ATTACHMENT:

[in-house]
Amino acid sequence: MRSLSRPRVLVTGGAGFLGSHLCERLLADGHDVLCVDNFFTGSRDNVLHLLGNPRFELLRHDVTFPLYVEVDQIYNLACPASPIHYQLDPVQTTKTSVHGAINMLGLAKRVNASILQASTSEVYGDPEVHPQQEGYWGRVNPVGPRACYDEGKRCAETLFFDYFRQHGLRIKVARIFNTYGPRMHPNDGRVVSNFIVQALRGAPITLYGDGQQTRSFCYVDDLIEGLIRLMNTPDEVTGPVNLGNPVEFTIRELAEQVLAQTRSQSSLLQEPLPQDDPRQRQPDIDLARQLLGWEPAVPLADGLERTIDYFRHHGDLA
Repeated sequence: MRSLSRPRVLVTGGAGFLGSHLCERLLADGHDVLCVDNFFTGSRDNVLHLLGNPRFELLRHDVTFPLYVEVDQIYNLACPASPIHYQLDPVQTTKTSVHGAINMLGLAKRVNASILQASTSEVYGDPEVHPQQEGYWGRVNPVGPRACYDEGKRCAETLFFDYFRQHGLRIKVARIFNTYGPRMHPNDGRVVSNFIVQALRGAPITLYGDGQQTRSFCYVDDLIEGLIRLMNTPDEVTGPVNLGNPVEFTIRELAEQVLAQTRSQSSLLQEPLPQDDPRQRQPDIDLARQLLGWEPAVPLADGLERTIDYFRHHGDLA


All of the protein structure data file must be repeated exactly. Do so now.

[in-house]
Amino acid sequence: MRSLSRPRVLVTGGAGFLGSHLCERLLADGHDVLCVDNFFTGSRDNVLHLLGNPRFELLRHDVTFPLYVEVDQIYNLACPASPIHYQLDPVQTTKTSVHGAINMLGLAKRVNASILQASTSEVYGDPEVHPQQEGYWGRVNPVGPRACYDEGKRCAETLFFDYFRQHGLRIKVARIFNTYGPRMHPNDGRVVSNFIVQALRGAPITLYGDGQQTRSFCYVDDLIEGLIRLMNTPDEVTGPVNLGNPVEFTIRELAEQVLAQTRSQSSLLQEPLPQDDPRQRQPDIDLARQLLGWEPAVPLADGLERTIDYFRHHGDLA
Repeated sequence: MRSLSRPRVLVTGGAGFLGSHLCERLLADGHDVLCVDNFFTGSRDNVLHLLGNPRFELLRHDVTFPLYVEVDQIYNLACPASPIHYQLDPVQTTKTSVHGAINMLGLAKRVNASILQASTSEVYGDPEVHPQQEGYWGRVNPVGPRACYDEGKRCAETLFFDYFRQHGLRIKVARIFNTYGPRMHPNDGRVVSNFIVQALRGAPITLYGDGQQTRSFCYVDDLIEGLIRLMNTPDEVTGPVNLGNPVEFTIRELAEQVLAQTRSQSSLLQEPLPQDDPRQRQPDIDLARQLLGWEPAVPLADGLERTIDYFRHHGDLA